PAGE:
12/27/2011 11:52 am ET Updated Feb 26, 2012

In Search of a Low Maintenance Newt

Aquatic newts are remarkably amusing and very easy to maintain. They are relatively active for an ectotherm, long-lived, very personable, eagerly accept pelleted foods, and can be kept in something as simple as a critter keeper with a few inches of dechlorinated water and a place to hide. And like frogs if they lose a leg they can grow one back. For many, they are the ideal pet. --

Sounds pretty low-maintenance. And then we come to a Newt that is running for president. What a difference some phylogenetics can make. That Newt can be witty but remarkably unamusing and not easy to restrain much less maintain. However like a frog, although he can lose a leg to stand on, he seems to keep coming back.

What is Newt Gingrich's* problem?

As LA Times columnist Robin Abcarian pointed out in: "Newt Gingrich may be too arrogant for Iowa," we need leaders who are both "of the people" and "above the people." Newt seems to have no trouble with the latter, but appears to fail miserably at the former.

Why is it that people need leaders to be "of them?"

We need leaders to be "of us" because we no longer trust what they say. Even in the case of President Obama who we trust to be telling us what he believes, we no longer feel we can rely on him to get it done.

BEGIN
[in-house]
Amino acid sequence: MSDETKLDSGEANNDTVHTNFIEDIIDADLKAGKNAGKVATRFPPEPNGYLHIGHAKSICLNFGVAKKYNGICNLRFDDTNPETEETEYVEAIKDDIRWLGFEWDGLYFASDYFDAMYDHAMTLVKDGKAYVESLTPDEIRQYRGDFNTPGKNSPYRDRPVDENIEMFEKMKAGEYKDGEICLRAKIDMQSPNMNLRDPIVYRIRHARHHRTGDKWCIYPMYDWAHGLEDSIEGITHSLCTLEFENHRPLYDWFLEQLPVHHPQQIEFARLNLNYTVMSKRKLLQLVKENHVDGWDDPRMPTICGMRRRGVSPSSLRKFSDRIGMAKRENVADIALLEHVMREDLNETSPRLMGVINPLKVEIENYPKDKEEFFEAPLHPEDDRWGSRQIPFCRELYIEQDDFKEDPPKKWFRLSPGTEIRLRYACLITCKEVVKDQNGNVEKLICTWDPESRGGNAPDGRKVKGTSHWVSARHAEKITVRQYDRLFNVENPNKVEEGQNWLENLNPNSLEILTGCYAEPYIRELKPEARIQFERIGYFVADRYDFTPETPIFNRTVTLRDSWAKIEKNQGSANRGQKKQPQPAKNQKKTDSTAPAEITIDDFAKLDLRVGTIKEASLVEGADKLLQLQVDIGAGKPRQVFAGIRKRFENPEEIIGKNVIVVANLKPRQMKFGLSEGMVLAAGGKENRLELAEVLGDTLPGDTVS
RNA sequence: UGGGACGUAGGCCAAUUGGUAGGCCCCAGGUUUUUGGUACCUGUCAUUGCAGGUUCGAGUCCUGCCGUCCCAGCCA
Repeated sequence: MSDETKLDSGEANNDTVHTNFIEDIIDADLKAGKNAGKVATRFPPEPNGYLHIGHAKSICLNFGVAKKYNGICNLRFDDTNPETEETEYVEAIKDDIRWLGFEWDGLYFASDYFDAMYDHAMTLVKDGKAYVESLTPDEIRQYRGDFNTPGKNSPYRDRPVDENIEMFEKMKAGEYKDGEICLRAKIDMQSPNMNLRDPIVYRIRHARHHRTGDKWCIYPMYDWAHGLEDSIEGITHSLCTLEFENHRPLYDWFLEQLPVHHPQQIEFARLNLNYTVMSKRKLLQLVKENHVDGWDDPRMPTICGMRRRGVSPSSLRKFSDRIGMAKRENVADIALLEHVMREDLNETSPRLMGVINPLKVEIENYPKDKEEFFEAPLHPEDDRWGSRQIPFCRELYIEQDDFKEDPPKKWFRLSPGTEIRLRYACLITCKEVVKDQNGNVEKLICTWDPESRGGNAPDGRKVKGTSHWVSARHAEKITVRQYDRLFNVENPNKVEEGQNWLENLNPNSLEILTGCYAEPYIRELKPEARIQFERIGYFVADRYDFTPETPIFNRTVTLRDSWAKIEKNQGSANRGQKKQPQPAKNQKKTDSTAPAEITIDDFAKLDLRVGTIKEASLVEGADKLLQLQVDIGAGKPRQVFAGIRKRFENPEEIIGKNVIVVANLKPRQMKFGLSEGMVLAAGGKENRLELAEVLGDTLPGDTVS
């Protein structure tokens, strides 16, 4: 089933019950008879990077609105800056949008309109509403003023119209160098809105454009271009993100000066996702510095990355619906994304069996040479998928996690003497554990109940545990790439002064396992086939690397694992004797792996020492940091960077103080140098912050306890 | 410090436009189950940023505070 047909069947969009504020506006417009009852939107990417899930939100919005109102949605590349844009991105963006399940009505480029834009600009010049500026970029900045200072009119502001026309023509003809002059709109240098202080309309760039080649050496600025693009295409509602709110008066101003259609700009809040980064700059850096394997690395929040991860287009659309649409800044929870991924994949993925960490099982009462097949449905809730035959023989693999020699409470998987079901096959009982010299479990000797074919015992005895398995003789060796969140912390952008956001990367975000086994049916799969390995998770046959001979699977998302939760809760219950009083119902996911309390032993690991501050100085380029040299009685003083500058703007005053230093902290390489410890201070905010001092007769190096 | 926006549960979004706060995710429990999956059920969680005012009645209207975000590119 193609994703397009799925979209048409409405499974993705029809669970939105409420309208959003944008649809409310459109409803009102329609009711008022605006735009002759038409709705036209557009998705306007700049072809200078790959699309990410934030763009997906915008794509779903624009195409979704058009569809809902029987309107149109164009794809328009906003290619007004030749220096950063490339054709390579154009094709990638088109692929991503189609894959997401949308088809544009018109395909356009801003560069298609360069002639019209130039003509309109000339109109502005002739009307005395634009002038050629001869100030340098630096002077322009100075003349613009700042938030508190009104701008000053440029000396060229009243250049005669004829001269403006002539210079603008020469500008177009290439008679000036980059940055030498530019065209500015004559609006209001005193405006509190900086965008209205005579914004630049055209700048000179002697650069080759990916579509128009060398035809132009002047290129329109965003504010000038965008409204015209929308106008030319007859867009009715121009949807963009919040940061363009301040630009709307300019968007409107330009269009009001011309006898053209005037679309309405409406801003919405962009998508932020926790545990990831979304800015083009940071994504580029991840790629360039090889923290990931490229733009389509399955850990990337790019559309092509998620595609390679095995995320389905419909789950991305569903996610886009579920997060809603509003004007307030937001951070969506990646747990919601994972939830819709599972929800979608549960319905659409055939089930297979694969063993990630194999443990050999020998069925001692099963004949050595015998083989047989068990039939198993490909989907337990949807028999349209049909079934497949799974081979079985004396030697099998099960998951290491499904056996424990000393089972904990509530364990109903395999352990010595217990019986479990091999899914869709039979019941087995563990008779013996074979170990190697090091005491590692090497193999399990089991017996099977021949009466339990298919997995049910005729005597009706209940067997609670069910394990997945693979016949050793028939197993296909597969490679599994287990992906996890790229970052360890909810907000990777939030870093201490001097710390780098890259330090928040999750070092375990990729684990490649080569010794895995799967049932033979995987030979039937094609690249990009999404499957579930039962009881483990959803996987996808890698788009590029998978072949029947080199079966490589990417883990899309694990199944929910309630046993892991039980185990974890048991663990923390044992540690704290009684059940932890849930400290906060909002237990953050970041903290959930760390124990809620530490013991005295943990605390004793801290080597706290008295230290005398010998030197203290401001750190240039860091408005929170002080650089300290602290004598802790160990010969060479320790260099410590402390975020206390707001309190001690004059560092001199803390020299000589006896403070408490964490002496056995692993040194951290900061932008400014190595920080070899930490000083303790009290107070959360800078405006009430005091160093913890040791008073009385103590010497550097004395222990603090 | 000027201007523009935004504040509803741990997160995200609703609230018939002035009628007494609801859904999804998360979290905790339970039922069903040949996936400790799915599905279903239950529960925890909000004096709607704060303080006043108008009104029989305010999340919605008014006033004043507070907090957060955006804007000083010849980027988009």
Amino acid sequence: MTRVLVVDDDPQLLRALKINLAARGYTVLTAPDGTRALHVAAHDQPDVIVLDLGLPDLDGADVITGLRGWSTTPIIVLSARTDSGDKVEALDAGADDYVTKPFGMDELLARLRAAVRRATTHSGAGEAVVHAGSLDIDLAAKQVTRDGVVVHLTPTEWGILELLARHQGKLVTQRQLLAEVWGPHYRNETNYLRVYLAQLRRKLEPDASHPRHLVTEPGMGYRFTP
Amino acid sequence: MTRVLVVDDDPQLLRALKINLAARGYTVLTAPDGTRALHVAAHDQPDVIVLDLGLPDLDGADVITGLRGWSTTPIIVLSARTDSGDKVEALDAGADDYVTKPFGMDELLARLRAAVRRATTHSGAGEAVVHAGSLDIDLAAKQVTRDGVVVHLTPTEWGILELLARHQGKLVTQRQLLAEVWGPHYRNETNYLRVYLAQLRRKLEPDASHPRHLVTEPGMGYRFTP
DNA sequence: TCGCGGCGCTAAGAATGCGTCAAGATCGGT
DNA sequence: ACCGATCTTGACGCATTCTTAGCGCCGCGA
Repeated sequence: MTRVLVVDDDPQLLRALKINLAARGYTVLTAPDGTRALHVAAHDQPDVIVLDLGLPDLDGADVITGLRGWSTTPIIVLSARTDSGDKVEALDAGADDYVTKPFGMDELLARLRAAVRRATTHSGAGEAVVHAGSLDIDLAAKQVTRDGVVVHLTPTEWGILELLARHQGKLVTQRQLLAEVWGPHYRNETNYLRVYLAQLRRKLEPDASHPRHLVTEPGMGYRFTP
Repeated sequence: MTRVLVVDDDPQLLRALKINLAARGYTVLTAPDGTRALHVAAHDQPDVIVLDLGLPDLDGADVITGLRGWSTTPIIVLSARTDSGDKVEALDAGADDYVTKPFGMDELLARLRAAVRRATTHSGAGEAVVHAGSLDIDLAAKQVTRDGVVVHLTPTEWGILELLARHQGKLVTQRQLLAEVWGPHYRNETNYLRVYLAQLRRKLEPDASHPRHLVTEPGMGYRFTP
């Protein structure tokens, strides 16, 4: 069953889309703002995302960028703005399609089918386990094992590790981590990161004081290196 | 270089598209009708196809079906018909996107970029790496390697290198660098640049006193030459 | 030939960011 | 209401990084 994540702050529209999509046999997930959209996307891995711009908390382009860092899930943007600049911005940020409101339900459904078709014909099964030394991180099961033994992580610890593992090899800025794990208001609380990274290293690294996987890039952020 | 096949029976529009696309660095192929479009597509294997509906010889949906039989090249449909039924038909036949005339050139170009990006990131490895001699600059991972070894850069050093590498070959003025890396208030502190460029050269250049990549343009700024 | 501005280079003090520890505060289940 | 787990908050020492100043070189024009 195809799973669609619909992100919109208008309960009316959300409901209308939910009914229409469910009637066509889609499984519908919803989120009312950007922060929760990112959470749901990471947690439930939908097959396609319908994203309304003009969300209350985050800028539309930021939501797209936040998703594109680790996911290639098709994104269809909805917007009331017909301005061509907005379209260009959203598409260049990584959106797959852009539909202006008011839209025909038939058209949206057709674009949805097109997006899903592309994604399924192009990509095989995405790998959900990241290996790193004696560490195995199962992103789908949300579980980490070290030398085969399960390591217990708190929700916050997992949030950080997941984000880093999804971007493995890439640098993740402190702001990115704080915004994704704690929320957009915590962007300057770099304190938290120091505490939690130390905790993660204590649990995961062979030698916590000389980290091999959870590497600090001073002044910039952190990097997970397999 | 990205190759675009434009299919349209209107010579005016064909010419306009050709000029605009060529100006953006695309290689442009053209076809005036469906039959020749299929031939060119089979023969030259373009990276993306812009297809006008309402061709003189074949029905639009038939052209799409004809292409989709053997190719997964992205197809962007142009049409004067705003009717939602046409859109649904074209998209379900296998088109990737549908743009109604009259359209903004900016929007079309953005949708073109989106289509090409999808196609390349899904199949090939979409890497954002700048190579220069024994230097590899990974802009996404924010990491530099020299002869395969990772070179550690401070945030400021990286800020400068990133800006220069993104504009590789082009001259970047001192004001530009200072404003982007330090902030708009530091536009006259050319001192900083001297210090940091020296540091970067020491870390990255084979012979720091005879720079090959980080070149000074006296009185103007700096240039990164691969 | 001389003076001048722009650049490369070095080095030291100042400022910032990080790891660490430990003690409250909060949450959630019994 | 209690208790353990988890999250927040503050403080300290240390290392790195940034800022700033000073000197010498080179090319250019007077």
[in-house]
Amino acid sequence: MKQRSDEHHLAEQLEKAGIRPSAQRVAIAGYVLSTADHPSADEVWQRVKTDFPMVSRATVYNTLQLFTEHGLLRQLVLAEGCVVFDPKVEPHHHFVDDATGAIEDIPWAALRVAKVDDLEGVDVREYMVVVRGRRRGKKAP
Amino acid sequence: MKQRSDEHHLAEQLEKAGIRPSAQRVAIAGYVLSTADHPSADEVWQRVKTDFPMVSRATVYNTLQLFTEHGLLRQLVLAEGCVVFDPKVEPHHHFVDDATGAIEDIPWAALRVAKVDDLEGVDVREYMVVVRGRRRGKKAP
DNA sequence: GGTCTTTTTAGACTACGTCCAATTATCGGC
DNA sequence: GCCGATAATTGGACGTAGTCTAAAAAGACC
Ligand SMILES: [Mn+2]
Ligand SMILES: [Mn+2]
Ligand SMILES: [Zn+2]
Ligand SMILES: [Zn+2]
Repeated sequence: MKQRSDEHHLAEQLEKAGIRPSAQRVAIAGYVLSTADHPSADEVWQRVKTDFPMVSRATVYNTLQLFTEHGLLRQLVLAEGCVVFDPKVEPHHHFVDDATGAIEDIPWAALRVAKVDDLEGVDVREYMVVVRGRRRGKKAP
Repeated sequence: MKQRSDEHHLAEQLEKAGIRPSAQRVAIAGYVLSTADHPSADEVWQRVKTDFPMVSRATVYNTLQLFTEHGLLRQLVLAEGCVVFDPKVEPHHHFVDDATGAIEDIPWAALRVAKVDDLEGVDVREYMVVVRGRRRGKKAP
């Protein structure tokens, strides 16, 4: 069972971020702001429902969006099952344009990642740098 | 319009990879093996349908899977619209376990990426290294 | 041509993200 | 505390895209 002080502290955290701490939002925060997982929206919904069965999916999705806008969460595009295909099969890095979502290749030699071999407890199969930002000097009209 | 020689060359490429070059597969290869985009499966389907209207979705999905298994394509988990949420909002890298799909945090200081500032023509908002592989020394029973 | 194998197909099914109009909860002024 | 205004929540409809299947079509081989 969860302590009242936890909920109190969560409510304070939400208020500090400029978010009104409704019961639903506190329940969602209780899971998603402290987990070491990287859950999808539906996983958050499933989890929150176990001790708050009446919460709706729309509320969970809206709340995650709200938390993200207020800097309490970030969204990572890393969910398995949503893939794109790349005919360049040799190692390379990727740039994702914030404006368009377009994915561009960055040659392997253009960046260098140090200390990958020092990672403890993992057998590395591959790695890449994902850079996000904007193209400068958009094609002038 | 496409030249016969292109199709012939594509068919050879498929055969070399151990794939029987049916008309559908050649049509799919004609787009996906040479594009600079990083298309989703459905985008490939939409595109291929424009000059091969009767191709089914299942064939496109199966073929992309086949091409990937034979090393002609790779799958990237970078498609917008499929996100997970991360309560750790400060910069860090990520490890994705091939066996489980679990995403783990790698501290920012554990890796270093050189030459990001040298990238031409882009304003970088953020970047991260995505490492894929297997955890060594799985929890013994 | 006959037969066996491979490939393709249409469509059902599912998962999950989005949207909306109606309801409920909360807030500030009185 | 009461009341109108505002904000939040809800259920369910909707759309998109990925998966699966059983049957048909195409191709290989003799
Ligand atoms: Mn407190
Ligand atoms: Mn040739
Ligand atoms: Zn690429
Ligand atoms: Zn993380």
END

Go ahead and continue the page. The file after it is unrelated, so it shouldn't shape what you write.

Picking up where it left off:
When people are "of us" they get to feel the way we do. And often "feeling is believing." In the film Charlie Wilson's War, the main character played by Tom Hanks starts out "self-absorbed" and very narcissistic, but then by going to Afghanistan during its war with the Soviet Union he comes to feel their angst and in so doing is transformed.

Feeling for someone is not the same as feeling as them. Feeling personally what someone else is feeling, especially their fear and angst, transforms you. The reason is that you can't genuinely feel the hurt of someone else and then hurt them some more.

Gingrich to a greater degree and all the candidates to a lesser degree would do well to experience first hand what our lives are like. What if all members of Congress had to pay money out of their pockets for all their health care needs for them and their families for six months? What if members of Congress stayed with their families in a homeless shelter for a week? What if members of Congress and their families lived in their car for 24 hours and had to go to gas station to wash themselves in the morning? What if all members of Congress had to pay back all the donations to their campaigns as if they were a college loan?

That would not only close their credibility gap, but it might give us the beginning incentive to start believing and trusting what they say.

We have gone from an optimistic country to a pessimistic one, from trusting to skeptical, from believing to cynical. That could change, of course, if the economy turned around and Americans got back to work and people stopped being fearful of what will become of them in the next year, and if something could be done to narrow the gap between the "haves" and "have-nots."

But it could also change if those people who represent us, spent enough time in our shoes to become "of us."

* A final tip to Gingrich if you are to become more "of us." Replace your hubris with humility and learn the distinction between being proud of your exceptional accomplishments that bettered the lot of others and being prideful of what you've done to cause you to think you're such an exceptional human being.